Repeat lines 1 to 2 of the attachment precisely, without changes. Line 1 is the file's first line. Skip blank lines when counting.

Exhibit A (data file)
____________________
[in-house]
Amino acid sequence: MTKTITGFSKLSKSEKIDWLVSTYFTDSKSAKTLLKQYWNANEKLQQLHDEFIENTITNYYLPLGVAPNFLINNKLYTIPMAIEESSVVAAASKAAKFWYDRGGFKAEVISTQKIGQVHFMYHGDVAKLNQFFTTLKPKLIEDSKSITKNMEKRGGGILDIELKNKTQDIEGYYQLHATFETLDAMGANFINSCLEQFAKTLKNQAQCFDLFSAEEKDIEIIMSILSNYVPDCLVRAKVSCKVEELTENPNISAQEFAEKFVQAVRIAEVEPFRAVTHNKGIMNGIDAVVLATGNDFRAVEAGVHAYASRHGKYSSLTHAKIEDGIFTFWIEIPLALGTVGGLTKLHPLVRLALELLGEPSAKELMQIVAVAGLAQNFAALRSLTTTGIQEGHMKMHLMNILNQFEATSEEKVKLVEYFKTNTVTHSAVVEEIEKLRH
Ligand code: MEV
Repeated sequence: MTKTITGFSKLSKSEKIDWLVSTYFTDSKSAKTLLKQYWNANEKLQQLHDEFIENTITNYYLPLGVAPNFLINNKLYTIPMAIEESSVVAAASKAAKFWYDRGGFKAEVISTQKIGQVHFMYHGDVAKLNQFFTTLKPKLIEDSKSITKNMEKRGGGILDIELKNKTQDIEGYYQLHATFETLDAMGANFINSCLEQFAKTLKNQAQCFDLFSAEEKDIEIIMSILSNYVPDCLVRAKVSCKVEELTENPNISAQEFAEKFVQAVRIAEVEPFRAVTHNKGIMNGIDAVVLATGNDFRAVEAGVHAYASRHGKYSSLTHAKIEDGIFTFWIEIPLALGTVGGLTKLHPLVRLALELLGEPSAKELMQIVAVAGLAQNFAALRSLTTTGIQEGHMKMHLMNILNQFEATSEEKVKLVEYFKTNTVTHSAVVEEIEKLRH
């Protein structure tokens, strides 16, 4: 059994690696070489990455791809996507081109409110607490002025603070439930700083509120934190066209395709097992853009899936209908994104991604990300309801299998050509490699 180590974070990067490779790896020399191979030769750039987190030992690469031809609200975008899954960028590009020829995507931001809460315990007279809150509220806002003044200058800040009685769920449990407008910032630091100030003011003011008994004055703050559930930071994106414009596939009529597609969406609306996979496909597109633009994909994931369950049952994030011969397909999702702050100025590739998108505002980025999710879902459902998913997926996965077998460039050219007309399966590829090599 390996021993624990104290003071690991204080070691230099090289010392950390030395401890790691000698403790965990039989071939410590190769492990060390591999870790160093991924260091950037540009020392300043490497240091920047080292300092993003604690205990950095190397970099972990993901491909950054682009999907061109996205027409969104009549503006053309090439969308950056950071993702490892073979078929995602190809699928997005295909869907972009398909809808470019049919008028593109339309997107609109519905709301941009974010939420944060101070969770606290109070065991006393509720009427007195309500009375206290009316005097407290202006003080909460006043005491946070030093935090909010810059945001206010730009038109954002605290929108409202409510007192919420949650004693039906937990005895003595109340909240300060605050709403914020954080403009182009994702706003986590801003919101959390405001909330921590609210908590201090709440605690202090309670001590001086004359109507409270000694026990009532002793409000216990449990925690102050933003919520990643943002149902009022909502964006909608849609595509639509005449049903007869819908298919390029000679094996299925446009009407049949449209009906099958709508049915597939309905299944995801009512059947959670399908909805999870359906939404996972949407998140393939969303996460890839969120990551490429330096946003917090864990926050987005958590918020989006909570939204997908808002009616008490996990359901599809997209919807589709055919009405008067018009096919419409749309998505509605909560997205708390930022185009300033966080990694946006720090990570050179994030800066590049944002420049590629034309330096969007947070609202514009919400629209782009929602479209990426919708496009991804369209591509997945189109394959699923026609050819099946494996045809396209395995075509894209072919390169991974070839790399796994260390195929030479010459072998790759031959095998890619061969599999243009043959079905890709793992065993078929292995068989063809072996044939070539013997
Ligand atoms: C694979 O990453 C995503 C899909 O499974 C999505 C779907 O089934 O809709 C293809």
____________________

[in-house]
Amino acid sequence: MTKTITGFSKLSKSEKIDWLVSTYFTDSKSAKTLLKQYWNANEKLQQLHDEFIENTITNYYLPLGVAPNFLINNKLYTIPMAIEESSVVAAASKAAKFWYDRGGFKAEVISTQKIGQVHFMYHGDVAKLNQFFTTLKPKLIEDSKSITKNMEKRGGGILDIELKNKTQDIEGYYQLHATFETLDAMGANFINSCLEQFAKTLKNQAQCFDLFSAEEKDIEIIMSILSNYVPDCLVRAKVSCKVEELTENPNISAQEFAEKFVQAVRIAEVEPFRAVTHNKGIMNGIDAVVLATGNDFRAVEAGVHAYASRHGKYSSLTHAKIEDGIFTFWIEIPLALGTVGGLTKLHPLVRLALELLGEPSAKELMQIVAVAGLAQNFAALRSLTTTGIQEGHMKMHLMNILNQFEATSEEKVKLVEYFKTNTVTHSAVVEEIEKLRH